Columbus Ohio Tourism
Support our advertisers

Spirit of 98 Statehouse Statue

Peace Statue

North of the Statehouse stands a winged female figure clad in flowing garments holding aloft the universal symbol of peace, an olive branch. This is The Peace Statue. Erected just after the end of WWI, the monument was intended to honor those who serving in the Civil War.

The Women's Relief Corps, the auxiliary of the largest and most influential Civil War veteran's organization, the Grand Army of the Republic (GAR), commissioned the statue from Bruce Wilder Saville, a faculty member at Ohio State University. The statue was unveiled in 1923, and in honoring those who served in war, it was also designed to recognize the contributions made by those folks left behind while they were away from home.

The inscription reads:


Commemorating the heroic sacrifices of Ohio's Soldiers of the Civil War 1861 - 65 and the loyal women of that period

Erected by the Woman's Relief Corps Department of Ohio


Victorious SoldierVictorious Soldier at the Ohio Historical Center

Mr. Saville also created the large bronze "Victorious Soldier" sculpture now on display at the Ohio Historical Center in Columbus. The statue was originally part of the War Memorial Wing of the old State Museum on the campus of Ohio State University. Saville's $50,000 contract included the statue and 4 bas-relief panels in the museum wing.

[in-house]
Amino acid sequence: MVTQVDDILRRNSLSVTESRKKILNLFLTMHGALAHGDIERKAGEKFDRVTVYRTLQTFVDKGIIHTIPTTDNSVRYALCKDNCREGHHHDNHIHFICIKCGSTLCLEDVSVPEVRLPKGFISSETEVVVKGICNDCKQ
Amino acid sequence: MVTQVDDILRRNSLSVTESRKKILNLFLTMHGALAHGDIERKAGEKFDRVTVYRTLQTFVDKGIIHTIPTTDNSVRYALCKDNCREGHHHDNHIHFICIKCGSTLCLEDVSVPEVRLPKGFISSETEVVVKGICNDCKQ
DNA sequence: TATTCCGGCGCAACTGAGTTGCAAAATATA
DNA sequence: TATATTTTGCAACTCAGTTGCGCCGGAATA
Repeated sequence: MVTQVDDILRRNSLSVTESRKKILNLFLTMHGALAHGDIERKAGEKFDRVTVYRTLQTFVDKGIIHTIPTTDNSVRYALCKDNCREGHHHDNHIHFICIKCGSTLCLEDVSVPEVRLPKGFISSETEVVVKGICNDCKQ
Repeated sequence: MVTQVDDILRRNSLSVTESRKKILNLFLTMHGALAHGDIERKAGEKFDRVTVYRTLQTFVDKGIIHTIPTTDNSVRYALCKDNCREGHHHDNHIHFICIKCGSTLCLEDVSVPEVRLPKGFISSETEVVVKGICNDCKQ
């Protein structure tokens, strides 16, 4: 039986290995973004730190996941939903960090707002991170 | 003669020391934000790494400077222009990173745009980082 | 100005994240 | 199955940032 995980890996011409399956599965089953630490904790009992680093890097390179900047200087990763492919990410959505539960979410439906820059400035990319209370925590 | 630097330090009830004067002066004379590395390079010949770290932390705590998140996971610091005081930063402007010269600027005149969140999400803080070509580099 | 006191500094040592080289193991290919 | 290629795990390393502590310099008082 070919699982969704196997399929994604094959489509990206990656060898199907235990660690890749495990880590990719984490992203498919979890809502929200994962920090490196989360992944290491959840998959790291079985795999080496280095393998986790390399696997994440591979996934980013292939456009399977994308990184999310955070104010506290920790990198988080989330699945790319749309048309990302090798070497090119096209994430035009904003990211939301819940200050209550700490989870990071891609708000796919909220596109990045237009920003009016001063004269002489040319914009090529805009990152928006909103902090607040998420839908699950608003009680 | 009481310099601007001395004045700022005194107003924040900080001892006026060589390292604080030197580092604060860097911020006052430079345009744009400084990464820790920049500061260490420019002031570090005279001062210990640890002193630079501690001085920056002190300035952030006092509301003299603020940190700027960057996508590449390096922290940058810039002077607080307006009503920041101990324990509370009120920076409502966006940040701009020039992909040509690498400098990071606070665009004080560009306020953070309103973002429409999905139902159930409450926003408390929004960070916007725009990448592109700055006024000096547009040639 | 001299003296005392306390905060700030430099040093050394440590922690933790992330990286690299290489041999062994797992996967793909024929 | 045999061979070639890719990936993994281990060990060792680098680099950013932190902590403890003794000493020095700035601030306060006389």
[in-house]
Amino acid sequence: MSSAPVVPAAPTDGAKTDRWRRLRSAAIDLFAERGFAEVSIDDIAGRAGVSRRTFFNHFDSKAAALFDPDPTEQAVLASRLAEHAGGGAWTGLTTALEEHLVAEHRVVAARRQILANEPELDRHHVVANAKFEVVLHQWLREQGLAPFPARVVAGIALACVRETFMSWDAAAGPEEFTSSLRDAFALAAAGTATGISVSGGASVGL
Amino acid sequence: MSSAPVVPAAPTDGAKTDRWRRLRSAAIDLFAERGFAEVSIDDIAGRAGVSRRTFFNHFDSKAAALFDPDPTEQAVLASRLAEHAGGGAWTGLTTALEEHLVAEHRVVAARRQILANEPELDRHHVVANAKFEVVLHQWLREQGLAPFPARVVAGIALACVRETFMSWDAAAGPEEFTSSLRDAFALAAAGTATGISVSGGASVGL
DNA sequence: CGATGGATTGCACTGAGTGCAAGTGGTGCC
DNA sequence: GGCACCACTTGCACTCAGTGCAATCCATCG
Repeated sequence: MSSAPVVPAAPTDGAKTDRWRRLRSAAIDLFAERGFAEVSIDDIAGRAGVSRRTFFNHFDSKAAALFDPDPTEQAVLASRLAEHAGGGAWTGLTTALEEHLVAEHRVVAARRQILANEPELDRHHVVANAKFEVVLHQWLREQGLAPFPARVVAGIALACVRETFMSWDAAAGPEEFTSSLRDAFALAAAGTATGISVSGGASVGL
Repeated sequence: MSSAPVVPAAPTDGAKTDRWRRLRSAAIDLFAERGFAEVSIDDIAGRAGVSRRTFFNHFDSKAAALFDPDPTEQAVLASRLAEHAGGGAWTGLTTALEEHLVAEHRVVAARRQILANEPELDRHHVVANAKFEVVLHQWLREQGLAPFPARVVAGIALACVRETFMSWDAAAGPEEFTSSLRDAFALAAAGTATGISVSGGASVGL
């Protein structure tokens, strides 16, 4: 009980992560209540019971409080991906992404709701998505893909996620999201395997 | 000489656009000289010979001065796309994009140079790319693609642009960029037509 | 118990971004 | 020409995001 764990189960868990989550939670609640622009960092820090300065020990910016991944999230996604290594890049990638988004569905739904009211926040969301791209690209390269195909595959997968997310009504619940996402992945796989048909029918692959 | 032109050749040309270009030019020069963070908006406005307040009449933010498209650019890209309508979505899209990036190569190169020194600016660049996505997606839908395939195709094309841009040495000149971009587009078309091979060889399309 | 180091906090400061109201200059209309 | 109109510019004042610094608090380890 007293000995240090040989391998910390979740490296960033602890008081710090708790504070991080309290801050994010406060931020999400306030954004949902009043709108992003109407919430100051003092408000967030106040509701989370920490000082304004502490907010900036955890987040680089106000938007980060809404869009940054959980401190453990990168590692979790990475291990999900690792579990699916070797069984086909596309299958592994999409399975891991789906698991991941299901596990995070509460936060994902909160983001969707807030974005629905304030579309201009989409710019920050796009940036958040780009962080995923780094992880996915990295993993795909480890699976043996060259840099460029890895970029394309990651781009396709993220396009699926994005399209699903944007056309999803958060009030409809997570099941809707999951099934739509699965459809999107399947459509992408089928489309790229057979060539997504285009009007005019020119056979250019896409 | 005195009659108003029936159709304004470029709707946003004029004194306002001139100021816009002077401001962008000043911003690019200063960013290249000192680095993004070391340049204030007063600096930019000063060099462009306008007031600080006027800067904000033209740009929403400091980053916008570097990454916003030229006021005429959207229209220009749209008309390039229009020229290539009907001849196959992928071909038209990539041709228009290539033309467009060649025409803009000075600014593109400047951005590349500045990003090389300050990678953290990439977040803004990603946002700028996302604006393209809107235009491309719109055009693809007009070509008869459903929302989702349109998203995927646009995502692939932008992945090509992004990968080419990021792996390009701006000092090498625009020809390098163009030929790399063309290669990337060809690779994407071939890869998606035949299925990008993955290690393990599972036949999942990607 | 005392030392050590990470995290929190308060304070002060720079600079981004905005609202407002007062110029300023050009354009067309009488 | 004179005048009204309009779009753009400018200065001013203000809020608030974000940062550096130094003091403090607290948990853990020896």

In the late 60s, there was a lot of unrest on the Ohio State University campus, and anti-war sentiments were running high. It was suggested that this statue might be better suited elsewhere than on campus. In August 1970, the statue was moved and placed atop the dome of the Ohio Historical Center. In 1991, the statue was moved again, this time at the entrance of the Ohio Historical Center.

Harold Sands, a returning veteran of the Great War, was studying architecture at Ohio State University when Bruce Saville asked to him to help out with the statue. He still owned his World War I helmet, and Mr. Saville used that helmet in the casting of the Victorious Soldier.

Among the most prominent features of the Ohio Statehouse and Capitol Square is the symbolism found in the historic statues, monuments and markers expressing the ways different generations of Ohioans have understood their history and own experiences, and how they wished to be remembered.

Statehouse Statues

Surrounding the Ohio Statehouse are numerous statues and monuments. As part of a new program, you can telephone the statues and they will tell you in some detail about the subject. Here are the numbers:

The Ohio Statehouse is open from 7 a.m. to 6 p.m. weekdays and 11 a.m. to 5 p.m. weekends.

Read also:

Touring the Ohio Statehouse

Timeline of the Ohio Statehouse

Ohio Statehouse and Abraham Lincoln

Ohio Statehouse Weddings